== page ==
CSDMS 2011 annual meeting poster Ilgar Safak

Presentation provided during CSDMS annual meeting 2011

Modeling sediment transport processes and residence times in the shallow coastal bay complex of the Virginia Coast Reserve

Ilgar Safak, University of Virginia, Charlottesville Virginia, USA. ilgar@virginia.edu
Patricia Wiberg, University of Virginia, Charlottesville Virginia, USA. pw3c@virginia.edu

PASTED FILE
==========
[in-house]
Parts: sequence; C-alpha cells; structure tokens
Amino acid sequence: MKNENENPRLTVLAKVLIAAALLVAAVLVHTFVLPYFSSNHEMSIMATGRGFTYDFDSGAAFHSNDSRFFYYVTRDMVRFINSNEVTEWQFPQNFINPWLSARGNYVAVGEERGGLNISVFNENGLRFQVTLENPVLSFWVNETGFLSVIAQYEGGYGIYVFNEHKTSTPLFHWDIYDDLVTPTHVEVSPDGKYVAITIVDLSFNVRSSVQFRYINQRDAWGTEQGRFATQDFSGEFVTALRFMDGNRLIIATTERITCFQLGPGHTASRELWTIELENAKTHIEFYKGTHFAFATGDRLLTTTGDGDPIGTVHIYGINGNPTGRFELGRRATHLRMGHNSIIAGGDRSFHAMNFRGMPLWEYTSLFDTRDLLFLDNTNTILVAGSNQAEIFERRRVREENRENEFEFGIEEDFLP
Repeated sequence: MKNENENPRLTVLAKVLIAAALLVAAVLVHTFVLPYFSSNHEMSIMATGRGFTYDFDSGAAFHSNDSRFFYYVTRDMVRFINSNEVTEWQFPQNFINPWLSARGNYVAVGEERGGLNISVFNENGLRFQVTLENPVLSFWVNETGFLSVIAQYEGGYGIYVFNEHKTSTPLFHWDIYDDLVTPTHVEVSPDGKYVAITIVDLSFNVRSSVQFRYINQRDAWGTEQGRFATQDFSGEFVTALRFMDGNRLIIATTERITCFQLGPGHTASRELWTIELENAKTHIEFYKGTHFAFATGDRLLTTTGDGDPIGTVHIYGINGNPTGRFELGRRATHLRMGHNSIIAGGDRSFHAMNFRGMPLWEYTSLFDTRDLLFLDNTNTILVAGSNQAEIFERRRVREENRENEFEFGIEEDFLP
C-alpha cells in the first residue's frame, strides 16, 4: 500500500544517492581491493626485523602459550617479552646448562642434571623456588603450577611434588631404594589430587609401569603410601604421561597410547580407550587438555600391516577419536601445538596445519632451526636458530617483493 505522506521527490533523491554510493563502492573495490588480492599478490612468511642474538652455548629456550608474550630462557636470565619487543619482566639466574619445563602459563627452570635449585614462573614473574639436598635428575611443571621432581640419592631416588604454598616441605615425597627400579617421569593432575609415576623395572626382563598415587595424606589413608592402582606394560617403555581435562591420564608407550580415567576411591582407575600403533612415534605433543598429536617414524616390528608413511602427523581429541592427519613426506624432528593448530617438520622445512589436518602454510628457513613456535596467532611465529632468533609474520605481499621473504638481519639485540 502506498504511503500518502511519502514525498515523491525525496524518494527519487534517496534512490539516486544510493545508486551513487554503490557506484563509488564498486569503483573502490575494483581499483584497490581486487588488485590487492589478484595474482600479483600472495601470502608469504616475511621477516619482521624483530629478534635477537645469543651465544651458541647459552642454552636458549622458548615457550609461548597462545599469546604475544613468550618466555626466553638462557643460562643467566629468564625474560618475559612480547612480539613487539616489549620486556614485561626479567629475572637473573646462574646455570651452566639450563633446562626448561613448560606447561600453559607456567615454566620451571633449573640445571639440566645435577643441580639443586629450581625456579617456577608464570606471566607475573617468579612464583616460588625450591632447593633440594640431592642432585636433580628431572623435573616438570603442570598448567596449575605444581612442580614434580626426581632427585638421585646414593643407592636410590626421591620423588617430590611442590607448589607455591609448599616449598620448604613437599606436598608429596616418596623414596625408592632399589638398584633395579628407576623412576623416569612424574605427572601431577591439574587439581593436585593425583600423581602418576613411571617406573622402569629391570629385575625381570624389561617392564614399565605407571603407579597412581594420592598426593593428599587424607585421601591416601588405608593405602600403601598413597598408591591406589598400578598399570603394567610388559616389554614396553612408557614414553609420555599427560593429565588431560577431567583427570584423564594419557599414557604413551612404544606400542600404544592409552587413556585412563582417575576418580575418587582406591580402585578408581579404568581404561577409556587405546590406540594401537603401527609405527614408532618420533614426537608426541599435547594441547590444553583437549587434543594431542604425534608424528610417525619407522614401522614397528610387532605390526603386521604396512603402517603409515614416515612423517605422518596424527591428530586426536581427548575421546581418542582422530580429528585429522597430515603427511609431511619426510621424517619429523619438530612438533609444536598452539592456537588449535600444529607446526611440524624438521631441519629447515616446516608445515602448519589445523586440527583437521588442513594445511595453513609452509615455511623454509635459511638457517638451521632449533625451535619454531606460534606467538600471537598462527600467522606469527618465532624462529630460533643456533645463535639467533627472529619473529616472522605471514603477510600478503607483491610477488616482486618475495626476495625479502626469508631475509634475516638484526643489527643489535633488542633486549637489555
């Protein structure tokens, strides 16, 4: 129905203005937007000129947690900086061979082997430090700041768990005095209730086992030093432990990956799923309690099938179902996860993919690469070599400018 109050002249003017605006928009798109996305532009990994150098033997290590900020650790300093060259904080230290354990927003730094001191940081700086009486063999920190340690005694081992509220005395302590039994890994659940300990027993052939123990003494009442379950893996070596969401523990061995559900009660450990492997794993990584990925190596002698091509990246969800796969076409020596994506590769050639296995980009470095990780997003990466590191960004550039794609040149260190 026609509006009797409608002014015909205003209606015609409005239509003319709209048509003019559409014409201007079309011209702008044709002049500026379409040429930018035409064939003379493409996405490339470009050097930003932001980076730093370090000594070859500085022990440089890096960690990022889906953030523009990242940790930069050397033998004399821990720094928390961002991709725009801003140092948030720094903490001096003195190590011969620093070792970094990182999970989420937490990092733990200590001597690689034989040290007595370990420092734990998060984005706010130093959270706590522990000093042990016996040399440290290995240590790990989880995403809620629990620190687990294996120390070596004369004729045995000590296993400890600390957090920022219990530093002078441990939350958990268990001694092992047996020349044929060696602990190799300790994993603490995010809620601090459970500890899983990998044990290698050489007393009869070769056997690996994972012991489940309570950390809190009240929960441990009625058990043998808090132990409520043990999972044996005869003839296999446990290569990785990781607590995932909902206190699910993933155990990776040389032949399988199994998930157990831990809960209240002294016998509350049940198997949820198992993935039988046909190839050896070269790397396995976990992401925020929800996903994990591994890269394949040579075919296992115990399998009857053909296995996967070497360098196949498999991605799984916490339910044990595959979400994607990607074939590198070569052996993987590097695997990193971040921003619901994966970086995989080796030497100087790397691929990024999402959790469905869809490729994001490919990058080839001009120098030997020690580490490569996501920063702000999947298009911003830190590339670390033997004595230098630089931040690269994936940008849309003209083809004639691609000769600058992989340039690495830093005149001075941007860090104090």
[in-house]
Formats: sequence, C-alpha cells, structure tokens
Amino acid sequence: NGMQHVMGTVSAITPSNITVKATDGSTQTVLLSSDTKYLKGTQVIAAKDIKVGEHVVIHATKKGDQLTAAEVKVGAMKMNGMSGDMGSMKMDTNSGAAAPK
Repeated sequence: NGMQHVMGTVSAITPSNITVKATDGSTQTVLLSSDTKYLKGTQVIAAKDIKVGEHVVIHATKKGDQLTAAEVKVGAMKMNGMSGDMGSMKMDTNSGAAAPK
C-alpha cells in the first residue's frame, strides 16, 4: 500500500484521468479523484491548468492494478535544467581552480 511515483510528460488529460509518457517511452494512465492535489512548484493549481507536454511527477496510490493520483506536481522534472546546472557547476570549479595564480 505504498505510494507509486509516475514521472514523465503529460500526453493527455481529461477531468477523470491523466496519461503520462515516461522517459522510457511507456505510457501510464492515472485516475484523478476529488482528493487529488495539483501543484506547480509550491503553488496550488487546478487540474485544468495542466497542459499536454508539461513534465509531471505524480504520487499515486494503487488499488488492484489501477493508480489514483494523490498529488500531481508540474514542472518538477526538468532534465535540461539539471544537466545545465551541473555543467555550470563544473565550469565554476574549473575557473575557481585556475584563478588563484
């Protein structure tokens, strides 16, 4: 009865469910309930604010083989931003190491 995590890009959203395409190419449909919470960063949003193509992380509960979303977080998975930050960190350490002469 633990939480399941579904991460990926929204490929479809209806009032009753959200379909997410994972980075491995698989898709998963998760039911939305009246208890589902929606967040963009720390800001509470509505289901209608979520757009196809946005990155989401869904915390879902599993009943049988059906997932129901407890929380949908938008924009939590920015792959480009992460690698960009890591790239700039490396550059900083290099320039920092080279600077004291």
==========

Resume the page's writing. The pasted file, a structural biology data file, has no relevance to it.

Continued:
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Patterns of sediment transport and particle residence times influence the morphology and ecology of shallow coastal bays in important ways. The Virginia Coast Reserve (VCR), a barrier island-lagoon-marsh system on the Eastern Shore of Virginia, is typical of many shallow coastal bay complexes that lack a significant fluvial source of freshwater and sediment. Sediment redistribution within the bays in response to storms and sea-level rise, together with the dynamics of marsh and lagoon-bottom plants, largely governs the morphological evolution of this system. There are also important feedbacks between sediment and ecosystem dynamics. This is particularly true in the VCR, which is relatively unaffected by human activities. As a step towards evaluating the impact of hydrodynamics on sediment and ecological processes in the VCR, we employ a single unified model that accounts for circulation, surface waves, wave-current interaction, and sediment processes. This three-dimensional unstructured grid finite-volume coastal ocean model (FVCOM) is validated with field observations of wind- and tide-induced water flow (water level and current velocities) in Hog Island Bay, centrally located within the VCR. We present here the resulting patterns of sediment transport and particle residence times over event and seasonal time scales. Water and particle exchange within the VCR and between the VCR and the ocean is examined with the Lagrangian particle-tracking module in FVCOM. We focus on 3 bays with strongly varying bathymetry and coastline geometry, which are also located along a gradient of nitrogen input to the system. The results indicate that residence time of particles within the system vary greatly depending on the location of particle release, bay morphology, and wind conditions. The implications for morphologic evolution and ecosystem response to climate and land-use changes are evaluated.

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